Academic journal article South Asian Studies

Iran's Nuclear Agreement: Rethinking Pakistan's Middle East Policy

Academic journal article South Asian Studies

Iran's Nuclear Agreement: Rethinking Pakistan's Middle East Policy

Article excerpt


Middle East is today in a state of flux. Civil wars, insurgencies, range of extremist groups, poorly governed states and political instability afflict the region. Two dominant players Saudi Arabia and Iran are locked in fierce competition for regional dominance through proxy wars. Extra-regional powers, eager to promote their strategic interests are taking sides and their policies compound the regional tension and conflict (Kinzer, 2011)

The geopolitical frame work in the Middle Eastis collapsing. Russian's recent military involvement in the muddled situation in Syria is a manifestation of fracturing role of the US assembled arrangement that surfaced in the wake of Arab-Israeli war in 1973(Kissinger, 2015). The rise of ISIS, war in Yemen, multilayered conflict in Syria, unrest in Libya and political instability in Egypt have meanwhile created an environment of abject uncertainty.

Amidst these ominous developments, the P5+1 agreement with Iran on nuclear issue has thrown open new opportunities and challenges in the region and beyond. After prolong international isolation and acrimony, Iran and the US, along with latter's allies, reached what has been called a comprehensive, long-term verifiable agreement. The accord aims at putting a halt to Iran's nuclear weapon programme (Khattak, 2015.)Iran has agreed with six world powers to limit its sensitive nuclear activities for more than a decade in return for the lifting of sanctions(Iran's key nuclear sites, 2015). Diplomacy finally won.


The Joint Comprehensive Plan of Action (JCPOA), a 159 page document, authored by Obama administration on the nuclear programme of Iran was inked in Vienna on 14 July 2015. The agreement between five permanent members of Security Council (United States, Russia, France, China, United Kingdom) plus Germany and European Union is seen as a victory of diplomacy over confrontation(Qureshi, 2015).But until the end, both Israel and Saudi Arabia remained staunch opponents of the deal with Iran. Their entreaties and pleas were however set aside by the powerful countries involved in the negotiations. Their aim was to pull out an arrangement from Iran under rigorous stipulations that would prevent Tehran from furthering its nuclear pursuits with military objectives(Qureshi, 2015).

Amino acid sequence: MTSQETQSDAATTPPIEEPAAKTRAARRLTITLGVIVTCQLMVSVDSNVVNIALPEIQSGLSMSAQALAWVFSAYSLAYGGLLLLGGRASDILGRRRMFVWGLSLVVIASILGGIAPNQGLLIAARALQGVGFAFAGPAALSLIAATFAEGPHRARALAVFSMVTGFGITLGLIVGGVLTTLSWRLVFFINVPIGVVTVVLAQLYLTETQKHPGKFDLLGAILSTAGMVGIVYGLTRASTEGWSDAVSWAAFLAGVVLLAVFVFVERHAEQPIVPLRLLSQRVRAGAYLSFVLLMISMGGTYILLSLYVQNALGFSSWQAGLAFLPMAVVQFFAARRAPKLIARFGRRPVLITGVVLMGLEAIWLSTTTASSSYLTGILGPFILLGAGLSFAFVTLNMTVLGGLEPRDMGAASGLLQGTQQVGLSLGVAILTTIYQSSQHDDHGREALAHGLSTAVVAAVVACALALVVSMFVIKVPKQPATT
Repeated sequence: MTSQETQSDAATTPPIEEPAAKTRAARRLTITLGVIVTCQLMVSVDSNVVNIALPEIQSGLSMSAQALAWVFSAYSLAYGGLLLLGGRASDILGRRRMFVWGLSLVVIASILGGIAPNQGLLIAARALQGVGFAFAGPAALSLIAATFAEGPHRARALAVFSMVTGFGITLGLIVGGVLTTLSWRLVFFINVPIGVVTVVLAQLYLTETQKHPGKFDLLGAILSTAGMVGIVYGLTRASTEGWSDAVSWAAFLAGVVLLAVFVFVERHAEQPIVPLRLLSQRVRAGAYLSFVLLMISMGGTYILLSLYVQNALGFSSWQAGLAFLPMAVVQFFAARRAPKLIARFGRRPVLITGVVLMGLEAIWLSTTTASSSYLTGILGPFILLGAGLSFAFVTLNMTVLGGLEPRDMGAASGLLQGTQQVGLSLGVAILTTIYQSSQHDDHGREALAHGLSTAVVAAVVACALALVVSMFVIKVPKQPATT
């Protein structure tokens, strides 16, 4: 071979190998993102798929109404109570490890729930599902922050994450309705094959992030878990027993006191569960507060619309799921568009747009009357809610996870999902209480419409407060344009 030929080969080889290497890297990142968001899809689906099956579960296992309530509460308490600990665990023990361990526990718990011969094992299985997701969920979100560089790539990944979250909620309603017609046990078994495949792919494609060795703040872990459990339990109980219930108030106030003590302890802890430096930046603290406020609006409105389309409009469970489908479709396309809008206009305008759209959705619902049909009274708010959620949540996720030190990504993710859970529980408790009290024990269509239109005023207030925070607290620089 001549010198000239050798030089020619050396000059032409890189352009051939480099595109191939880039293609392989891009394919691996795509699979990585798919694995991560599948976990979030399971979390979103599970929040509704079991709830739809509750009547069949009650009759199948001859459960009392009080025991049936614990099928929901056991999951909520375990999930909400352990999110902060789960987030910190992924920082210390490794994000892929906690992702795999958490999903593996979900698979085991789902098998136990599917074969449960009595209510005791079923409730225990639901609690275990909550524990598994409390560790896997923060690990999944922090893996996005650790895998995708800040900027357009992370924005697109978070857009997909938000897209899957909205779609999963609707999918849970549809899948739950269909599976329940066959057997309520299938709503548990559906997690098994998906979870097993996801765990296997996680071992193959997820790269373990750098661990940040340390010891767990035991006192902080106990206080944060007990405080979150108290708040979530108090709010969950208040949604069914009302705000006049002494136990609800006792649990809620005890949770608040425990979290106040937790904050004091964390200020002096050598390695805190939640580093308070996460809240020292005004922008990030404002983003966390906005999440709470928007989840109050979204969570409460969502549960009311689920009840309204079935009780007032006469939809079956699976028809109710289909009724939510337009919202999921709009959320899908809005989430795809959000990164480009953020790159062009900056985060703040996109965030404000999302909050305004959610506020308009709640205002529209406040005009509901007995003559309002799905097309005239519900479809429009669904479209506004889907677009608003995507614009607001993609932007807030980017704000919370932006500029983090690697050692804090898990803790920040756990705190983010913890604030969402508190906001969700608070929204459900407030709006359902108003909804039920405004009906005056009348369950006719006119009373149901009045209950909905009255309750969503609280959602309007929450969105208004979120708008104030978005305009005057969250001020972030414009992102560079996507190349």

The agreement entails Iran to bring downits existing stockpile of low enriched uranium by 98percent,possibly by way of transferring excess to Russia. It also seeks to close down 2/3 of centrifuges at Iran's principal nuclear facility at Natanz. The accord further prohibits designing of warheads by Iran and conducting tests on detonators and triggers that could be weaponized. In return, Iran will be provided relief on the international sanctions against its economy as well as oil industry. The deal also allows release of an estimated US$ 100-150 billion held in frozen Iranian assets around the world. It will now allow Iran to export its large reserves of oil and gas to regional and extra-regional countries; conduct trade with EU and engage in long overdue domestic development projects.

The U.S. Iran relations at a glance

Iran had been a strategic partner of U.S. prior to Islamic Revolution in 1979.Following the Islamic Revolution, fifty-two U.S. nationals were held hostage atthe U.S. Embassy in Tehran, for 444 days (November 4, 1979 to January 20, 1981) by Iranian students supporting Islamic Revolution. Iranians demanded return of former Shah of Iran, Mohammad Reza Pahlavi, who took refuge there. This was to prove a turning point in the U.S. -Iran bilateral relations(The new Sectarianism: The Arab Uprisings and the Rebirth of the Shi'a-Sunni Divide, 2015).The protracted Iran Iraq war that began in 1980s triggered by latter and provoked by the United States ended up with clear divisions in the Middle East - Sunni Muslim of Middle East led by Saudi Arabia and Shia Muslim of Middle East led by Iran (The new Sectarianism: The Arab Uprisings and the Rebirth of the Shi'a-Sunni Divide, 2015). …

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